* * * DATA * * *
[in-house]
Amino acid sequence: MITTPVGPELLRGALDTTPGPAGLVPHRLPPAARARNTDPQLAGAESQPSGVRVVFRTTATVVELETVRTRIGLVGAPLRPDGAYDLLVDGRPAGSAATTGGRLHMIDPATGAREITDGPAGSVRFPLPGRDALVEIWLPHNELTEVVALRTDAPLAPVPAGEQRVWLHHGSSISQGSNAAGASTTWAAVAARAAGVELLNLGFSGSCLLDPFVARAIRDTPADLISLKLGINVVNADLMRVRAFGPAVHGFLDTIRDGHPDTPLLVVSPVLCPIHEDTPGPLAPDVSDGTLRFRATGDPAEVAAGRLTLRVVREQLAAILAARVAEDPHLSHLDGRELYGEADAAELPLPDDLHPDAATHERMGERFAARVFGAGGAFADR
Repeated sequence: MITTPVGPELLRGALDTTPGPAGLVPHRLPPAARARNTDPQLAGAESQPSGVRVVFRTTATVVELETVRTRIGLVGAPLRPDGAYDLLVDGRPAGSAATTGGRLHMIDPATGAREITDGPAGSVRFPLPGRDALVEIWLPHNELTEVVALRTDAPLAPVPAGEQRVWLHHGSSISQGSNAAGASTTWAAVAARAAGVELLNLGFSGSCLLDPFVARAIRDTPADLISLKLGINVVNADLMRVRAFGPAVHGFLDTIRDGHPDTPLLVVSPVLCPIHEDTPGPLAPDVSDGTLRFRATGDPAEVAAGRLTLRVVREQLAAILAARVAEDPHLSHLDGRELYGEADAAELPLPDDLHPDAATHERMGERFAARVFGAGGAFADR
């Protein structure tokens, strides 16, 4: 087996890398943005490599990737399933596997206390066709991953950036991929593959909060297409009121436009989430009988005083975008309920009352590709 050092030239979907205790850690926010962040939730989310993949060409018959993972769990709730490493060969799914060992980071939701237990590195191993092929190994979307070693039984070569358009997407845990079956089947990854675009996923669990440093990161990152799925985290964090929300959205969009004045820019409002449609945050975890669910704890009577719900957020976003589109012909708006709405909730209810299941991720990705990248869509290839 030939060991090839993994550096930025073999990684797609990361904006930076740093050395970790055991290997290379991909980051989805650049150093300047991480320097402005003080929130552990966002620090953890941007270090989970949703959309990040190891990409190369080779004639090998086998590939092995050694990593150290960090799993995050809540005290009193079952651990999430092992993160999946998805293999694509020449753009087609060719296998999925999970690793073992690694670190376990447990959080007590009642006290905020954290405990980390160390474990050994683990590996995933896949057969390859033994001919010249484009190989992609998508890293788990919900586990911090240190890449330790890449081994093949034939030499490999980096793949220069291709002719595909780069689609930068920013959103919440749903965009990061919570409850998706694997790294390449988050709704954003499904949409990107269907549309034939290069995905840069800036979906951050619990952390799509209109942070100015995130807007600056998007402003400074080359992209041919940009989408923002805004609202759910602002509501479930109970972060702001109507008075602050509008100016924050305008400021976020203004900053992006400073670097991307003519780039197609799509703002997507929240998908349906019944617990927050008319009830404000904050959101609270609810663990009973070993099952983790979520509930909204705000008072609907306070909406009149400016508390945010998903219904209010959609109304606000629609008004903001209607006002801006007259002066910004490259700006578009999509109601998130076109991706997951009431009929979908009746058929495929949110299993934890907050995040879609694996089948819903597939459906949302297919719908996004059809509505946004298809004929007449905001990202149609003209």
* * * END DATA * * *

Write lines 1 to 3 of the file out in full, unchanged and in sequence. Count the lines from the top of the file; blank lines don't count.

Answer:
[in-house]
Amino acid sequence: MITTPVGPELLRGALDTTPGPAGLVPHRLPPAARARNTDPQLAGAESQPSGVRVVFRTTATVVELETVRTRIGLVGAPLRPDGAYDLLVDGRPAGSAATTGGRLHMIDPATGAREITDGPAGSVRFPLPGRDALVEIWLPHNELTEVVALRTDAPLAPVPAGEQRVWLHHGSSISQGSNAAGASTTWAAVAARAAGVELLNLGFSGSCLLDPFVARAIRDTPADLISLKLGINVVNADLMRVRAFGPAVHGFLDTIRDGHPDTPLLVVSPVLCPIHEDTPGPLAPDVSDGTLRFRATGDPAEVAAGRLTLRVVREQLAAILAARVAEDPHLSHLDGRELYGEADAAELPLPDDLHPDAATHERMGERFAARVFGAGGAFADR
Repeated sequence: MITTPVGPELLRGALDTTPGPAGLVPHRLPPAARARNTDPQLAGAESQPSGVRVVFRTTATVVELETVRTRIGLVGAPLRPDGAYDLLVDGRPAGSAATTGGRLHMIDPATGAREITDGPAGSVRFPLPGRDALVEIWLPHNELTEVVALRTDAPLAPVPAGEQRVWLHHGSSISQGSNAAGASTTWAAVAARAAGVELLNLGFSGSCLLDPFVARAIRDTPADLISLKLGINVVNADLMRVRAFGPAVHGFLDTIRDGHPDTPLLVVSPVLCPIHEDTPGPLAPDVSDGTLRFRATGDPAEVAAGRLTLRVVREQLAAILAARVAEDPHLSHLDGRELYGEADAAELPLPDDLHPDAATHERMGERFAARVFGAGGAFADR